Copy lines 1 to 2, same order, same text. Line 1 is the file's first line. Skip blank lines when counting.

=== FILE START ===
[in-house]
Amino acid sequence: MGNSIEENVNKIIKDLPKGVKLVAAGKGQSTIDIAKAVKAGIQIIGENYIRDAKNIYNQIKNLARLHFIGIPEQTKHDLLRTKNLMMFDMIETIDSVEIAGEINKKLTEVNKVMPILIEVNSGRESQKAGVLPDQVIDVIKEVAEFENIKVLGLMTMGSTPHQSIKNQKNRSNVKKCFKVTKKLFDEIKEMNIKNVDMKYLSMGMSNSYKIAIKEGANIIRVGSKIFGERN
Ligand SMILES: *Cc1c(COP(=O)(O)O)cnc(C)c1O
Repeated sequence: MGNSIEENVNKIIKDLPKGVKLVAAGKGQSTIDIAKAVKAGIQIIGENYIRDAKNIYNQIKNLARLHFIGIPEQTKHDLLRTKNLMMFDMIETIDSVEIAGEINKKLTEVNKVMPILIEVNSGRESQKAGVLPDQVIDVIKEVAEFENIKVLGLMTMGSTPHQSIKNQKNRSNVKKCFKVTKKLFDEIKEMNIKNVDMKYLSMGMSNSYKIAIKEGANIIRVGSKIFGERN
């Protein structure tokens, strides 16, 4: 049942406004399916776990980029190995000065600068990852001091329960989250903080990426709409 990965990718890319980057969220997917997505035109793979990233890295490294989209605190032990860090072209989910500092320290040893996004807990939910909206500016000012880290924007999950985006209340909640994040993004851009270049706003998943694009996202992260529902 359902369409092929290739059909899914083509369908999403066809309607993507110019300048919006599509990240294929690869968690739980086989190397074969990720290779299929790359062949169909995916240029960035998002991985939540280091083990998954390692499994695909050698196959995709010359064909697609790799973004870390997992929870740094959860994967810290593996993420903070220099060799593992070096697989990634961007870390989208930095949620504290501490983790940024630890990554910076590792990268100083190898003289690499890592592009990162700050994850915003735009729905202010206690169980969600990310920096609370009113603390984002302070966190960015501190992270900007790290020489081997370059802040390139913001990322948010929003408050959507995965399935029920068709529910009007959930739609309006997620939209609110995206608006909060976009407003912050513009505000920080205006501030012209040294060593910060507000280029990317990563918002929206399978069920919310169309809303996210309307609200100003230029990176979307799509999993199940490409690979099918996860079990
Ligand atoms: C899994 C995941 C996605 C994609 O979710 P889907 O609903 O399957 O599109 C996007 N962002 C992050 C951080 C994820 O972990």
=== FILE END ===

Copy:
[in-house]
Amino acid sequence: MGNSIEENVNKIIKDLPKGVKLVAAGKGQSTIDIAKAVKAGIQIIGENYIRDAKNIYNQIKNLARLHFIGIPEQTKHDLLRTKNLMMFDMIETIDSVEIAGEINKKLTEVNKVMPILIEVNSGRESQKAGVLPDQVIDVIKEVAEFENIKVLGLMTMGSTPHQSIKNQKNRSNVKKCFKVTKKLFDEIKEMNIKNVDMKYLSMGMSNSYKIAIKEGANIIRVGSKIFGERN